|Most evaluations suggest that the major federal programs are failing to make a dent in the problems they were designed to solve.|
Education has emerged as one of the major issues in the 2000 presidential campaign. Surely many educators are gratified to see so much attention paid to their work, but there are dangers, too, as candidates compete to offer expansive new programs that may appeal to voters.
In recent years, both political parties have supported programs dramatically extending the federal reach into schools. Placing more technology in classrooms, establishing school disciplinary codes, deciding how reading will be taught, recruiting new teachers and determining their qualifications, selecting exemplary math textbooks—these are just a few areas that were once the sole responsibility of state and local school officials but are now viewed as the proper subject of federal action.
This concentration of power has not been accompanied by the federal government’s assuming greater responsibility for the costs of public schools. State and local governments furnish 93 percent of the revenue for elementary and secondary education. The expansion of the federal role is also occurring in the absence of compelling evidence that existing federal educational programs have accomplished their goals. Indeed, most evaluations suggest that the major federal programs are failing to make a significant dent in the problems they were designed to solve.
Here is a suggestion for the candidates: Fix existing federal education programs before telling school boards, principals, teachers, and parents how to run local schools. There is no reason to believe that Congress is well-suited to decide who should teach, what should be taught, or how schools should be organized. Nor do we know of any evidence that the U.S. Department of Education is in a better position to direct local schools than the people who work in them and send their children to learn there. And, frankly, taking on vast new responsibilities before fulfilling existing obligations is indefensible for any government at any level.
The two most important federal categorical programs— special education and Title I—need to be overhauled. Both could be changed by the president and Congress in ways that would help the children who are their intended beneficiaries.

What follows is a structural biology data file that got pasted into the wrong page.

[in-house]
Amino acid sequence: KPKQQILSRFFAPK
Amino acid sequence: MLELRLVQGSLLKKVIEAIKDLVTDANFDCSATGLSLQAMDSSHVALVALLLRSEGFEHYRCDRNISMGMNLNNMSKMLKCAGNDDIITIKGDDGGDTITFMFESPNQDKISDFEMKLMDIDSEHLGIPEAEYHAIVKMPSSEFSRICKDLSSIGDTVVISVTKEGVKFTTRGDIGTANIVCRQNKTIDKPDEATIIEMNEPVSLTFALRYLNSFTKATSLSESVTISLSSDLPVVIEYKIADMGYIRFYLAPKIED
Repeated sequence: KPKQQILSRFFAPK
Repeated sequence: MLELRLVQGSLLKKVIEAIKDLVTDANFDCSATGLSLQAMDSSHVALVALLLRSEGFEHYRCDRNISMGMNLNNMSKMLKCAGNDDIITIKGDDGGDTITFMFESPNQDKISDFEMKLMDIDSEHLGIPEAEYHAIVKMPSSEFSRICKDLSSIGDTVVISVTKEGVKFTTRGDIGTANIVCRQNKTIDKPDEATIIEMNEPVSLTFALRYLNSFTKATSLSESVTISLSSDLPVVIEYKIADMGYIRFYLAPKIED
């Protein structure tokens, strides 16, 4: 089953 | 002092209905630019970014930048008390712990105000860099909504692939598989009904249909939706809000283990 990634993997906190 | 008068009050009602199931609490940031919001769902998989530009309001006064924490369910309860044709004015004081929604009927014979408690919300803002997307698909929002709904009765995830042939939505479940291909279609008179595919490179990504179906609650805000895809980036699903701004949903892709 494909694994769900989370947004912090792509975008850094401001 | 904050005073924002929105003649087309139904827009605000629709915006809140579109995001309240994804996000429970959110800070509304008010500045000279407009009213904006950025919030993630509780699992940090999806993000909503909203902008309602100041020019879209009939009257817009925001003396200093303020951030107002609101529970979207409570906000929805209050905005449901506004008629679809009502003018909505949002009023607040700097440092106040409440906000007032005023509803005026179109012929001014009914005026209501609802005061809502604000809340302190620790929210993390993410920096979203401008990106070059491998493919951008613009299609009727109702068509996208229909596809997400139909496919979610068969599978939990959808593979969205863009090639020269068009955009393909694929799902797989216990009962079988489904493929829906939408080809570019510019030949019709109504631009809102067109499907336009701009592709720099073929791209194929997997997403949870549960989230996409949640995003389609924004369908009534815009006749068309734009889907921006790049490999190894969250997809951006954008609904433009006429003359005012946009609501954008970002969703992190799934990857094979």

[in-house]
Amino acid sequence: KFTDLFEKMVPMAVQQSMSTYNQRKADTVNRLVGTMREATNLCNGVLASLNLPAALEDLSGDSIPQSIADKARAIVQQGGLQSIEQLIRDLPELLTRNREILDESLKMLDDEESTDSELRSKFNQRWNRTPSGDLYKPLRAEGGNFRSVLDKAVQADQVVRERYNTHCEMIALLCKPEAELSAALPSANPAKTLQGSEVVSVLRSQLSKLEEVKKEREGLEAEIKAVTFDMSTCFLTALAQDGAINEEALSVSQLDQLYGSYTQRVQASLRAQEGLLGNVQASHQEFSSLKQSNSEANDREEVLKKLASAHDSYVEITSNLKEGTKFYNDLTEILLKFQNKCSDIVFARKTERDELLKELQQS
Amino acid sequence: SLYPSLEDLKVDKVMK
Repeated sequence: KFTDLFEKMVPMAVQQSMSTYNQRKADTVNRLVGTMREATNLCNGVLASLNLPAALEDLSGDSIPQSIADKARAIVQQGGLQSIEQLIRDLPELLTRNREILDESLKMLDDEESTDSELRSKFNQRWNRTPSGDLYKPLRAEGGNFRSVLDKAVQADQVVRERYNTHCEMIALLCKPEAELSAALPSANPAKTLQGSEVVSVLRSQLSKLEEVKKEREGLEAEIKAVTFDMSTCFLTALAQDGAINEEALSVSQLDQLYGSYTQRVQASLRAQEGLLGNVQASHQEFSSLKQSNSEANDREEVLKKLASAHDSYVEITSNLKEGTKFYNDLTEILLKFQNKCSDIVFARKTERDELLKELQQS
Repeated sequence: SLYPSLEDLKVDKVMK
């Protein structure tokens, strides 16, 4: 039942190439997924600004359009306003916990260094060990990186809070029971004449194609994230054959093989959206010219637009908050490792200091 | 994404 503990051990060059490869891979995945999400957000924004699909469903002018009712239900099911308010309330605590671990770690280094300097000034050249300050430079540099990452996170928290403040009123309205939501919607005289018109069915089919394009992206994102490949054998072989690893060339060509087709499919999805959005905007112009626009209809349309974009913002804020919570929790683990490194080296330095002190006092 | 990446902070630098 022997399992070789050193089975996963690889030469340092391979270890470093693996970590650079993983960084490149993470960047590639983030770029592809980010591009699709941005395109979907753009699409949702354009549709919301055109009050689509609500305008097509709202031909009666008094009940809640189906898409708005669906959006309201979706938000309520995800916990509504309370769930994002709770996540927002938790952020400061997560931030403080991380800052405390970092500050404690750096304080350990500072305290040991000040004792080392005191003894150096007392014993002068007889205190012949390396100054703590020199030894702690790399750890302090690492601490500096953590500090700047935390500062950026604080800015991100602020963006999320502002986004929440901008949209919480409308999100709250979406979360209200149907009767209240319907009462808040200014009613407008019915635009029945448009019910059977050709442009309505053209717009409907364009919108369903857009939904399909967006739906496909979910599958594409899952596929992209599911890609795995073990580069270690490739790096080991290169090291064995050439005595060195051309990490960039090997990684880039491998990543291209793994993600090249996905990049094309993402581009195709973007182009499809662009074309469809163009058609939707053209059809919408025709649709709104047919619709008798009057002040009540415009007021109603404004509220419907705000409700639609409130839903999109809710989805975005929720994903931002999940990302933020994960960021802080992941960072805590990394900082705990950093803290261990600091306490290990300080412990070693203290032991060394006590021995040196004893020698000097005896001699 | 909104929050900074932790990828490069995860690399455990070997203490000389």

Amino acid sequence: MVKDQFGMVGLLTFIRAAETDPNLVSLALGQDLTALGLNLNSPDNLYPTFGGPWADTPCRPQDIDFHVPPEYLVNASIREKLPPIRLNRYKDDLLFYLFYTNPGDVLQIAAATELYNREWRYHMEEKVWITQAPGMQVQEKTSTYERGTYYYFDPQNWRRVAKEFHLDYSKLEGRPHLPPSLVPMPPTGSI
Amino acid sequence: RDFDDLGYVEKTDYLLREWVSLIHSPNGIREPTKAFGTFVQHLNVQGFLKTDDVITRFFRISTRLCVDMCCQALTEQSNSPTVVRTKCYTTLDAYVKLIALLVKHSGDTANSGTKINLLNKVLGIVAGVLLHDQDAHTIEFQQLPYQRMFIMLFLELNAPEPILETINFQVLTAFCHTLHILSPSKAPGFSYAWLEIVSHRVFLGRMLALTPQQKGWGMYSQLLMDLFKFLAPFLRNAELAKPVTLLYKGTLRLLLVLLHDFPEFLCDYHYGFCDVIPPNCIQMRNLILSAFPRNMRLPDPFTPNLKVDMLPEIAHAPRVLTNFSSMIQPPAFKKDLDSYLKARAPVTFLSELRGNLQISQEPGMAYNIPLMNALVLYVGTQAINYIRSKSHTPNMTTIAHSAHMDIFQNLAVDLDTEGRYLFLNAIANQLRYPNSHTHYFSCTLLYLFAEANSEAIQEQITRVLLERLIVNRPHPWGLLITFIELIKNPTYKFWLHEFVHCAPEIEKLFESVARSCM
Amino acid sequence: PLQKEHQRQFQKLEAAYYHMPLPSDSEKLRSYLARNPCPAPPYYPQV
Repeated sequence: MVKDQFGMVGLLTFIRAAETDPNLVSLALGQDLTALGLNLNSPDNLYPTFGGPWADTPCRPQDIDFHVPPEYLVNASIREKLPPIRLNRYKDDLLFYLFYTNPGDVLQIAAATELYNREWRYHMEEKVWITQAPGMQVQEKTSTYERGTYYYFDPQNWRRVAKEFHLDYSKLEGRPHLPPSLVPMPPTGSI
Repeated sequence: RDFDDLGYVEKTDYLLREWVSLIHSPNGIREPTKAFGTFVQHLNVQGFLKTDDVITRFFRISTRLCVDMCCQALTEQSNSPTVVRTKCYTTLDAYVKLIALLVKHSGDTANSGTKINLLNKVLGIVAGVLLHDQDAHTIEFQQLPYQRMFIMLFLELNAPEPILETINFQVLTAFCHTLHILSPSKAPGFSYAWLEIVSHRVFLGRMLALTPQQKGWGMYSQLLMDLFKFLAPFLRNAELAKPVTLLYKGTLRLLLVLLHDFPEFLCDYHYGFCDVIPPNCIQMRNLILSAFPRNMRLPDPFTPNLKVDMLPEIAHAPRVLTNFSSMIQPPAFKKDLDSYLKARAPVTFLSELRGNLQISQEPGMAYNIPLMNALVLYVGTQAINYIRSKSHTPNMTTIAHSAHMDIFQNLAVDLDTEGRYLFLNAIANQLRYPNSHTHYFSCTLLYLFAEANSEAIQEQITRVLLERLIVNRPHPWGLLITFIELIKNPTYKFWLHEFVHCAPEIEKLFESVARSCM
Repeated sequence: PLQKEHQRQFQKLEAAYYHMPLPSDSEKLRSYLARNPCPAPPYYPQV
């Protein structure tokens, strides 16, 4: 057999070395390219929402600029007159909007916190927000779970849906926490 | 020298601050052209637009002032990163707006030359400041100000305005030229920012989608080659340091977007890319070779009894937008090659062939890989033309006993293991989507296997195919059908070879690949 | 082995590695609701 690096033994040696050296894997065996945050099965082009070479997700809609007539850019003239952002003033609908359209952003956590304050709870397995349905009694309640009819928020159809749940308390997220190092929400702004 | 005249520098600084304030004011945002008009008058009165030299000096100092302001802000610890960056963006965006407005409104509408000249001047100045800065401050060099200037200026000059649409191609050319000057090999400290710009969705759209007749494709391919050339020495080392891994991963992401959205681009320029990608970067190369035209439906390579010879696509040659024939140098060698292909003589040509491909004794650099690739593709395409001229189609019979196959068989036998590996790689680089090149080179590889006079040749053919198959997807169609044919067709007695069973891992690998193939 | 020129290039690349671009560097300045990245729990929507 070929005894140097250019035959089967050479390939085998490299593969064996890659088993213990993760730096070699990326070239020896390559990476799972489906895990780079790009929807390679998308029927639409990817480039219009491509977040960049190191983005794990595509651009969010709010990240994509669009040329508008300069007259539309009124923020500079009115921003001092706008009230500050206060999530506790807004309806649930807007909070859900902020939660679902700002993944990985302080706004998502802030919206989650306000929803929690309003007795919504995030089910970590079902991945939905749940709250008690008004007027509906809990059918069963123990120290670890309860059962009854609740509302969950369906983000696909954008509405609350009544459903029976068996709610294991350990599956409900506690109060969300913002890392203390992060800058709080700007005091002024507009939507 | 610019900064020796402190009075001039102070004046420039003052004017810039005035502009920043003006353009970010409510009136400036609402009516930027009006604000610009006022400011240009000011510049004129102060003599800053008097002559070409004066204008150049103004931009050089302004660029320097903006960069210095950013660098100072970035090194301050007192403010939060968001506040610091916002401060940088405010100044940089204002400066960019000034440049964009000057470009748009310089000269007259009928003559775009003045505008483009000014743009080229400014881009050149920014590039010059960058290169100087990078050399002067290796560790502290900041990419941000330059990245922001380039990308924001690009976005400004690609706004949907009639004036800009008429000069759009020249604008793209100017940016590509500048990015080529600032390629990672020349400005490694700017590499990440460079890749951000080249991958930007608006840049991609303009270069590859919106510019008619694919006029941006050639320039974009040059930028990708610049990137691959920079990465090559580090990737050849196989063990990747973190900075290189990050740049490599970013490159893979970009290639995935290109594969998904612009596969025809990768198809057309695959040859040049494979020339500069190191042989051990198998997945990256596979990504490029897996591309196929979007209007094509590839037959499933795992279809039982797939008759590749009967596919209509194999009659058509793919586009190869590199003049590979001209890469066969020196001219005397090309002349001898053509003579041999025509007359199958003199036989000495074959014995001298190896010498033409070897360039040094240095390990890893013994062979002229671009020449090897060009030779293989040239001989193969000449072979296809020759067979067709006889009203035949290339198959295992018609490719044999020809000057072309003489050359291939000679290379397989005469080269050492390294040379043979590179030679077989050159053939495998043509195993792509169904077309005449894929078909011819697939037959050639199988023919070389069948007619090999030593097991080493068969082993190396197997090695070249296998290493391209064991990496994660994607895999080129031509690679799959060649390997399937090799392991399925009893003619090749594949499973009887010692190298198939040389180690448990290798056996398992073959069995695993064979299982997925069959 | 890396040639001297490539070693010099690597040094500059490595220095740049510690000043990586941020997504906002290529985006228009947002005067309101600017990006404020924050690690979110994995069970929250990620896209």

Special Education. The 1975 legislation giving birth to special education declared Congress’ intention to eventually fund 40 percent of the costs of special education services beyond the regular school program. But the federal government has never come close to this amount, currently spending about $5.2 billion, approximately $12 billion short of the 40 percent that was promised. The shortfall must be covered out of regular state and local education revenues.
Special education costs are likely to escalate even more in the future. The legal rights supporting special education continue to multiply, mainly through court rulings. To cite one example, the Individuals with Disabilities Education Act exempts medical care from the services school districts are obligated to provide handicapped students. But it does mandate that districts provide “related services” needed for handicapped students to attend and to benefit from school. In 1999, the U.S. Supreme Court blurred the line between medical care and these “related services.” The case involved a 16-year-old student who is paralyzed from the waist down and requires constant, one-on-one nursing care. The local school district refused to cover this expense, claiming it was medical treatment as defined by the IDEA. The district did pay for a full-time educational aide for the boy. The court ruled that the health aide fell under the category of “related services” and ordered the district to pay for the nurse.
Despite burgeoning numbers, whether children benefit from special education is unknown.
The tendency to place slow learners into special education also drives special education costs skyward. A little more than half of all special education students are classified LD, or learning-disabled. This category of disability includes students with legitimate learning problems, but it also serves as a catch-all for youths struggling in regular education programs. Alice Parker, California’s director of special education, estimates that as many as 250,000 of the state’s special education students are designated as learning-disabled because of reading difficulties stemming from poor instruction. Despite these burgeoning numbers, whether children benefit from special education is unknown. A 1999 study found no significant achievement differences between learning- disabled children who were placed in special education and similar learning- disabled children remaining in regular education programs. And according to statistics from the department of education, only 4 percent of students diagnosed with learning disabilities in 1994 returned to regular classrooms.
Title I. Over $100 billion has been spent on Title I since its inception in 1965. Although there has been some progress for poor children during this period, it is difficult to attribute it to Title I funding. For one thing, Title I is a funding stream, not a program with a specific educational strategy. Districts and schools use the Title I funding in a variety of ways, and it is commingled with state and local programs and funds.